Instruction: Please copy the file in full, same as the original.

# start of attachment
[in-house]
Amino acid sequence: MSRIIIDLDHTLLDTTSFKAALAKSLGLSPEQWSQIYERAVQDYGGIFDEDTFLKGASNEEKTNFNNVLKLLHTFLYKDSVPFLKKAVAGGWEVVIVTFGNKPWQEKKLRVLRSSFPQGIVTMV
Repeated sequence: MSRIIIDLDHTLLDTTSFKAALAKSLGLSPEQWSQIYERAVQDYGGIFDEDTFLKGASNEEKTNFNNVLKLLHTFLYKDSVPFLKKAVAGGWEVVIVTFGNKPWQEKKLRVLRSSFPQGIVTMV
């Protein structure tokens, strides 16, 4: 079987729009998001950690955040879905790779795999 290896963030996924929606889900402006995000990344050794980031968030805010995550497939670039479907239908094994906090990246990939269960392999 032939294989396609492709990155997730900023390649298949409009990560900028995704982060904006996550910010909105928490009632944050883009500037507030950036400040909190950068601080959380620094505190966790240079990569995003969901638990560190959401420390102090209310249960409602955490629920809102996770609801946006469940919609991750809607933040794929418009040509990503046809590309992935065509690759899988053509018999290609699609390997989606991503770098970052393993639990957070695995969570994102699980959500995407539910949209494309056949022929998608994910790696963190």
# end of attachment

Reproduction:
[in-house]
Amino acid sequence: MSRIIIDLDHTLLDTTSFKAALAKSLGLSPEQWSQIYERAVQDYGGIFDEDTFLKGASNEEKTNFNNVLKLLHTFLYKDSVPFLKKAVAGGWEVVIVTFGNKPWQEKKLRVLRSSFPQGIVTMV
Repeated sequence: MSRIIIDLDHTLLDTTSFKAALAKSLGLSPEQWSQIYERAVQDYGGIFDEDTFLKGASNEEKTNFNNVLKLLHTFLYKDSVPFLKKAVAGGWEVVIVTFGNKPWQEKKLRVLRSSFPQGIVTMV
């Protein structure tokens, strides 16, 4: 079987729009998001950690955040879905790779795999 290896963030996924929606889900402006995000990344050794980031968030805010995550497939670039479907239908094994906090990246990939269960392999 032939294989396609492709990155997730900023390649298949409009990560900028995704982060904006996550910010909105928490009632944050883009500037507030950036400040909190950068601080959380620094505190966790240079990569995003969901638990560190959401420390102090209310249960409602955490629920809102996770609801946006469940919609991750809607933040794929418009040509990503046809590309992935065509690759899988053509018999290609699609390997989606991503770098970052393993639990957070695995969570994102699980959500995407539910949209494309056949022929998608994910790696963190």